EPX-100 is a potential new treatment being developed by Epygenix Therapeutics for people with Dravet syndrome.

How does EPX-100 work?

Dravet syndrome is a rare and severe form of epilepsy characterized by prolonged seizures, often happening numerous times each day. It is known that the disease is caused by a mutation in the SCN1A gene, but it is not fully understood how this mutation leads to the development of seizures.

EPX-100 is a repurposed antihistamine, which was used in the 1950s and 1960s to treat itchiness The medication is thought to be able to suppress seizures through its action on the serotonin signaling pathways, a mechanism that is different from its anti-histaminic properties.

Serotonin is a chemical messenger present in many parts of the brain. Scientists think that people with Dravet syndrome may have alterations in the serotonin signaling pathway, but the exact problems are not known. Likewise, precisely how EPX-100 affects serotonin systems in the brain to reduce seizures is still unclear.

EPX-100 in clinical trials

EPX-100 was discovered in a study that tested more than 3,000 approved medications in zebrafish models of Dravet syndrome. Among these, EPX-100 was found to be a powerful suppressor of seizures. The results of this study were published in the journal Nature Communications in 2013.

A placebo-controlled, double-blind, two-part Phase 1 clinical trial (NCT04069689) tested the safety and pharmacokinetics — the movement in the body — of oral EPX-100 in 24 healthy volunteers. The participants were divided into three groups of eight. Six participants in each group received EPX-100 at three different doses (20, 40, or 80 mg), while two received placebo.

During the first part of the study, the participants were admitted to the hospital and given an initial oral dose of EPX-100 or placebo. Their blood samples were taken periodically throughout the day. Five days after that initial dose, the individuals were started on twice-daily doses of EPX-100 or placebo and had their blood taken once a day. Then, on Day 12, participants were given a single dose of EPX-100 or placebo again, with blood samples taken periodically over the next 24 hours before they were discharged. At the end of the study’s first part, the participants were sent home for a week before being readmitted to the hospital.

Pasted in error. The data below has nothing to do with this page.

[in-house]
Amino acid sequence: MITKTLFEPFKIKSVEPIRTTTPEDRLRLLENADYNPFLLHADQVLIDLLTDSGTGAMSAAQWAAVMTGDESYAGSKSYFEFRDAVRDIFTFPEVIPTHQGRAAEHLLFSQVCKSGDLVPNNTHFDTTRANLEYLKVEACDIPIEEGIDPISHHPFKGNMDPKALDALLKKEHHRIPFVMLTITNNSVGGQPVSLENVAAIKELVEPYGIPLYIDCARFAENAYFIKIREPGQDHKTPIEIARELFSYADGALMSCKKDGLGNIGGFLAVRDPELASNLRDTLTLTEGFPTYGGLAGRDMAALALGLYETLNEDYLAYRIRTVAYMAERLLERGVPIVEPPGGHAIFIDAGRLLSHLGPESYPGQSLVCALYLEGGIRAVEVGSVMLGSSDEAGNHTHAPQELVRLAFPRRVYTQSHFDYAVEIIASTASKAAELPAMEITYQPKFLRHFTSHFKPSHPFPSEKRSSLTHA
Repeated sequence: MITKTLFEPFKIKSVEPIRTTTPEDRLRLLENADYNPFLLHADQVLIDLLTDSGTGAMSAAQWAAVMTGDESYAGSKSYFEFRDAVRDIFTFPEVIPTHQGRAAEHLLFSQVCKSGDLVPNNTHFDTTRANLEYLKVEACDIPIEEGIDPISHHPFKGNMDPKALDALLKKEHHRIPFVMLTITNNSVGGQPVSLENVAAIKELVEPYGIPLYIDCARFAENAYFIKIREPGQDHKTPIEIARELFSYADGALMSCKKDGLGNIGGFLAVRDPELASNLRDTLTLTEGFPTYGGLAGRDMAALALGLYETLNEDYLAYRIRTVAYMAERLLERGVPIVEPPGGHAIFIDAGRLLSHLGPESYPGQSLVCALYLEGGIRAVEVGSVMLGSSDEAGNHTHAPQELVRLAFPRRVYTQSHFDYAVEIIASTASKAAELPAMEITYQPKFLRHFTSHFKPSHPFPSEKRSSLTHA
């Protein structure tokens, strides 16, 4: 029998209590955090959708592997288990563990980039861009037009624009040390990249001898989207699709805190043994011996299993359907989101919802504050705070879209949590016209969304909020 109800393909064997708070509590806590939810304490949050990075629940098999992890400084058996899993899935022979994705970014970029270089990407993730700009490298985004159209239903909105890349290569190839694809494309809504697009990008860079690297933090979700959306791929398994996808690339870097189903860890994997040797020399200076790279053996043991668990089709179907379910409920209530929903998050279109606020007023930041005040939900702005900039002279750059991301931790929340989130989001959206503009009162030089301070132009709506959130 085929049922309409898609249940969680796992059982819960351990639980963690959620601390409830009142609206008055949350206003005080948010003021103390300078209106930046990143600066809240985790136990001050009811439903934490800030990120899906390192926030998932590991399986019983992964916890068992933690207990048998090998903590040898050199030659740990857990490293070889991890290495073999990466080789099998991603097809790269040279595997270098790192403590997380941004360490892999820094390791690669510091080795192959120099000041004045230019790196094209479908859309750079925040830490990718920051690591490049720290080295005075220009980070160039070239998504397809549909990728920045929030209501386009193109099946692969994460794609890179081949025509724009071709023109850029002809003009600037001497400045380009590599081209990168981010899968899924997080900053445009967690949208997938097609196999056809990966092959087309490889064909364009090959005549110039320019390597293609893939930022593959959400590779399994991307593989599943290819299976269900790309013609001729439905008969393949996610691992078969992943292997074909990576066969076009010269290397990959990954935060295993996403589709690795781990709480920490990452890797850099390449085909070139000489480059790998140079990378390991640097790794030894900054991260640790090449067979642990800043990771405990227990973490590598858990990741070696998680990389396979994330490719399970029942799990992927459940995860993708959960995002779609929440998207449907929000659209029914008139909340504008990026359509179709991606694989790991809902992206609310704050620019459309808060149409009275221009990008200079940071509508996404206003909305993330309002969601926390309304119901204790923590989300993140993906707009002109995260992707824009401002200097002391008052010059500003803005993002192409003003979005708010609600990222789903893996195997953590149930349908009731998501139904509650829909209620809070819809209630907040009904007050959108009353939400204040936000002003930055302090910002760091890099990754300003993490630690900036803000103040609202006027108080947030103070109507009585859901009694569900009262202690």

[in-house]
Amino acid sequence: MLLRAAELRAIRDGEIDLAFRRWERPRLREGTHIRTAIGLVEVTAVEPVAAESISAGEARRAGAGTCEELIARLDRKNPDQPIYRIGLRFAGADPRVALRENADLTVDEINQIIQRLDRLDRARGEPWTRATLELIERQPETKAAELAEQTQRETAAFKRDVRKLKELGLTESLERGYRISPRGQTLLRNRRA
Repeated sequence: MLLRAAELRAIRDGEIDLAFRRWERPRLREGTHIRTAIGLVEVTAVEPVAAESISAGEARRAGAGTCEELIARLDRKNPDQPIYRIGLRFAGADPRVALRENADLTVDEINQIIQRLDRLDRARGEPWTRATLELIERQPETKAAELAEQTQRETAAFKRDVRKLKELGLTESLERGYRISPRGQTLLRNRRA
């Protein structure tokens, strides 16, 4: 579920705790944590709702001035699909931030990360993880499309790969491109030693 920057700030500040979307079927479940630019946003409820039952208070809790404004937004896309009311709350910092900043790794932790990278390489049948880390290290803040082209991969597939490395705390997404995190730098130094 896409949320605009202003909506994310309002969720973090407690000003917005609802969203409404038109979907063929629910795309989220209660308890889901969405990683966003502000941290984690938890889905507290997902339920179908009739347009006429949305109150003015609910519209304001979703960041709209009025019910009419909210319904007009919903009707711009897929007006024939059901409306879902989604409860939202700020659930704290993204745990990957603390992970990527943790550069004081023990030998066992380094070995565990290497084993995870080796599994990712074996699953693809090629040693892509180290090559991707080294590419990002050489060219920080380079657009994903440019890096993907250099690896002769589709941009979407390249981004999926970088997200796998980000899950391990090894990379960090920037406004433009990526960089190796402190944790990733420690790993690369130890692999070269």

In the study’s second part, the participants were given a high-fat meal and then administered EPX-100 or placebo after 30 minutes to see how food affects pharmacokinetics. Blood samples were again taken periodically for the next 24 hours before the participants were discharged.

Epygenix announced in January 2020 that it had completed the study and that the results showed that EPX-100 was safe and well-tolerated by both male and female participants. Pharmacokinetics also were consistent with animal studies and proportional to the dose received.

The company is now preparing Phase 2 efficacy studies to test EPX-100 in patients with Dravet syndrome in the U.S. and Australia.

Other information

The U.S. Food and Drug Administration (FDA) designated EPX-100 an orphan drug in April 2017. This program is designed to promote the development of new therapies for rare diseases. Two years later, in July 2019, the FDA granted the treatment investigational new drug status to treat Dravet syndrome. That designation allowed Epygenix to start human clinical trials.

The company also announced its intentions to expand EPX-100’s development to include other forms of genetic epilepsy, such as infantile spasms, Lennox-Gastaut syndrome, and Ohtahara syndrome.

 

Last updated: Jan. 29, 2020

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Dravet Syndrome News is strictly a news and information website about the disease. It does not provide medical advice, diagnosis or treatment. This content is not intended to be a substitute for professional medical advice, diagnosis, or treatment. Always seek the advice of your physician or other qualified health provider with any questions you may have regarding a medical condition. Never disregard professional medical advice or delay in seeking it because of something you have read on this website.

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Özge has a MSc. in Molecular Genetics from the University of Leicester and a PhD in Developmental Biology from Queen Mary University of London. She worked as a Post-doctoral Research Associate at the University of Leicester for six years in the field of Behavioural Neurology before moving into science communication. She worked as the Research Communication Officer at a London based charity for almost two years.